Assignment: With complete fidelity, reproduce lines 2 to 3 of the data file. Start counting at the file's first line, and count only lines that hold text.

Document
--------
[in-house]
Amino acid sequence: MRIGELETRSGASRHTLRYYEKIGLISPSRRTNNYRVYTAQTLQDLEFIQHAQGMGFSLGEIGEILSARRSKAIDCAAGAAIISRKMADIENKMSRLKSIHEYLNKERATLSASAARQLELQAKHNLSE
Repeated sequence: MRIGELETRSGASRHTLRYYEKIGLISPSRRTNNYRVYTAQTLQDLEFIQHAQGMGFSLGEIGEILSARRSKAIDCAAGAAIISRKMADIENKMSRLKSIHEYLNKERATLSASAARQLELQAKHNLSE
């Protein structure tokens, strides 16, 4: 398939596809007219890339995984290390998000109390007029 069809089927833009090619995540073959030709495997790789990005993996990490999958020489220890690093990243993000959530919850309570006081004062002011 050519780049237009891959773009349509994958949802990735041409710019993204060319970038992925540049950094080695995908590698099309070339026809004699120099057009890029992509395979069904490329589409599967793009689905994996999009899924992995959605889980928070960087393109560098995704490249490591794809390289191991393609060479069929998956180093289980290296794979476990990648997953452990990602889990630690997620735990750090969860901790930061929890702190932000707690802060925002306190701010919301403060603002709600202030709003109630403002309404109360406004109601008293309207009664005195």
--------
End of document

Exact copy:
Amino acid sequence: MRIGELETRSGASRHTLRYYEKIGLISPSRRTNNYRVYTAQTLQDLEFIQHAQGMGFSLGEIGEILSARRSKAIDCAAGAAIISRKMADIENKMSRLKSIHEYLNKERATLSASAARQLELQAKHNLSE
Repeated sequence: MRIGELETRSGASRHTLRYYEKIGLISPSRRTNNYRVYTAQTLQDLEFIQHAQGMGFSLGEIGEILSARRSKAIDCAAGAAIISRKMADIENKMSRLKSIHEYLNKERATLSASAARQLELQAKHNLSE